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OCCASIONED BY THE
DEATH OF DANIEL WEBSTER,
PREACHED AT THE MELODEON
ON SUNDAY, OCTOBER 31, 1852.
MINISTER OF THE TWENTY-EIGHTH CONGREGATIONAL SOCIETY IN BOSTON.
BENJAMIN B. MUSSEY & CO.
No. 29, CORNHILL.
Ner. Theodore Parker.
Entered according to the Act of Congress, in the year 1853, by
In the Clerk's Office of the District Court of the District of Massachusetts.
It is now four months since the delivery of this Sermon. A phonographic report of it was published the next morning, and quite extensively circulated in all parts of the country. Since then, I have taken pains to examine anew the life and actions of the distinguished man who is the theme of the discourse. I have carefully read all the criticisms on my estimate of him, which came to hand; I have diligently read the most important sermons and other discourses which treat of him, and have conversed with persons who have known Mr. Webster at all the various periods of his life. The result is embodied in the following pages.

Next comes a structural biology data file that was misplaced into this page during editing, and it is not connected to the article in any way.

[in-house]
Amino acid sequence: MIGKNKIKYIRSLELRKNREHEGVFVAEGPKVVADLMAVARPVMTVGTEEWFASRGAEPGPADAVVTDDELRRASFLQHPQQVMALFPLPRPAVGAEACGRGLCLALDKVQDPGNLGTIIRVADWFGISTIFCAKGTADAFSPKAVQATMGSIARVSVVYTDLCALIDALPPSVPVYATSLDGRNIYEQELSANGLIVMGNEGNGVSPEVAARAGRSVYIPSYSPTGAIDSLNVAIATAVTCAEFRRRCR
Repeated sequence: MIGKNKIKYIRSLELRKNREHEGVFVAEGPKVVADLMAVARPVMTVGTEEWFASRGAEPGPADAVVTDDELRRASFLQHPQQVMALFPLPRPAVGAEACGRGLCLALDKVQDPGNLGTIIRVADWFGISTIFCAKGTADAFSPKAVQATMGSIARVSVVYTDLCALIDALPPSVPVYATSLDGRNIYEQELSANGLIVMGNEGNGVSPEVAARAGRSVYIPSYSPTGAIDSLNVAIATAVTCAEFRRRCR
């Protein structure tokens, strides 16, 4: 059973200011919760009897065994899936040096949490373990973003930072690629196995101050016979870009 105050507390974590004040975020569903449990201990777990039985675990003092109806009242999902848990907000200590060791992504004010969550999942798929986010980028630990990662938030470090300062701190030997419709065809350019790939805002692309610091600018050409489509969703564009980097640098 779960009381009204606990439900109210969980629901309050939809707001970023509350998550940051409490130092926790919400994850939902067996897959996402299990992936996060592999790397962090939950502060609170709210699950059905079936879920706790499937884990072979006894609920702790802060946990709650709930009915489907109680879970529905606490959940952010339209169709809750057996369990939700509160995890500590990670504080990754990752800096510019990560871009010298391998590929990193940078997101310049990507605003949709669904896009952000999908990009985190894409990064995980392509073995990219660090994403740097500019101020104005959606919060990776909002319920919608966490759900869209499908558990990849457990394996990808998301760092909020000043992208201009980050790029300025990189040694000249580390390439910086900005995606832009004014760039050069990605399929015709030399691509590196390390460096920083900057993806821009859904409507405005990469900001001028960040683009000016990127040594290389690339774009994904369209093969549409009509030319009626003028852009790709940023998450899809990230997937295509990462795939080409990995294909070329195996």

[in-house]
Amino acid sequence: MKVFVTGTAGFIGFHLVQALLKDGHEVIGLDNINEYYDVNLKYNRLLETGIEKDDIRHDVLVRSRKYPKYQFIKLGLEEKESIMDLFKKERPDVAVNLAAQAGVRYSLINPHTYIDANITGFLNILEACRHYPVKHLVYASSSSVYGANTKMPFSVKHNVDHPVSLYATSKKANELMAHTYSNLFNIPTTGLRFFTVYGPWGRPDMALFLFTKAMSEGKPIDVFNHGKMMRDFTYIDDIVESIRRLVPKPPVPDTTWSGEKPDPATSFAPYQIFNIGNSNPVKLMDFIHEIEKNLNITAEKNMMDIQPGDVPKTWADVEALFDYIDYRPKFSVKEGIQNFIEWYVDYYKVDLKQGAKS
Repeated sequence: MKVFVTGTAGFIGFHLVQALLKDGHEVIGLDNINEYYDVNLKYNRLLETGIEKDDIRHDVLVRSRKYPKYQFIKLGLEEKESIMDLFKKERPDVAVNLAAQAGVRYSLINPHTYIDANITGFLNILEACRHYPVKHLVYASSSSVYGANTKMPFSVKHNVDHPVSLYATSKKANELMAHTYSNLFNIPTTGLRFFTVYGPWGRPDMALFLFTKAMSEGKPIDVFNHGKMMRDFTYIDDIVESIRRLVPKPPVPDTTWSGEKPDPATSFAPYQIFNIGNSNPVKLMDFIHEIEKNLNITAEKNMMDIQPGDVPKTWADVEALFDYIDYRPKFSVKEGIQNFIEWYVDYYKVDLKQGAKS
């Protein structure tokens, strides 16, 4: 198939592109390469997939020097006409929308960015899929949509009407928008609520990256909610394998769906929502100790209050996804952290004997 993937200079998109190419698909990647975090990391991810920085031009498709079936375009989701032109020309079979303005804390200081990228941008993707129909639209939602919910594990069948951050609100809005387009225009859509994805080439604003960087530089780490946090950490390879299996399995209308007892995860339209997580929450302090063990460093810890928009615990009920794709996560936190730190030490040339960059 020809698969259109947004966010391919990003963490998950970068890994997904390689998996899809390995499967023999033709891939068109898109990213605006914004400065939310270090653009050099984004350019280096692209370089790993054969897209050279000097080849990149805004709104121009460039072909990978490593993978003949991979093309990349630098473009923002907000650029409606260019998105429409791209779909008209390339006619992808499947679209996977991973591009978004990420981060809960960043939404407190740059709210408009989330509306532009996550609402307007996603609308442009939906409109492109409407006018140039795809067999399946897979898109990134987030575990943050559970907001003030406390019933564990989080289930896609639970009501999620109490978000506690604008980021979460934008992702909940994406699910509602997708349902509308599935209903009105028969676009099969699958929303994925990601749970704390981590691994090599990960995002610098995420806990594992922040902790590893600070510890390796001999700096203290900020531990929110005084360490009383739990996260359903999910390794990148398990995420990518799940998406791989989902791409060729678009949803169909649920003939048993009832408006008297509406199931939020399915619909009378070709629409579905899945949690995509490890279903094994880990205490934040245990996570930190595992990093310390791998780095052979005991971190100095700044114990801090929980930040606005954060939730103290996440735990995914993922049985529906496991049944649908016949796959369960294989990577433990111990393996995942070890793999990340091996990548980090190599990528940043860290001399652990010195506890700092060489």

My estimate of Mr. Webster differs from that which seems to prevail just now in Church and State; differs widely, differs profoundly. I did not suppose that my judgment upon him would pass unchallenged. I have not been surprised at the swift condemnation which many men have pronounced upon this sermon,
upon the statements therein, and the motives thereto. I should be sorry to find that Americans valued a great man so little as to have nothing to say in defence of one so long and so conspicuously before the public. The violence and rage directed against me is not astonishing; it is not even new. I am not vain enough to fancy that I have never been mistaken in a fact of Mr. Webster's history, or in my judgment pronounced on any of his actions, words, or motives. I can only say I have done what I could.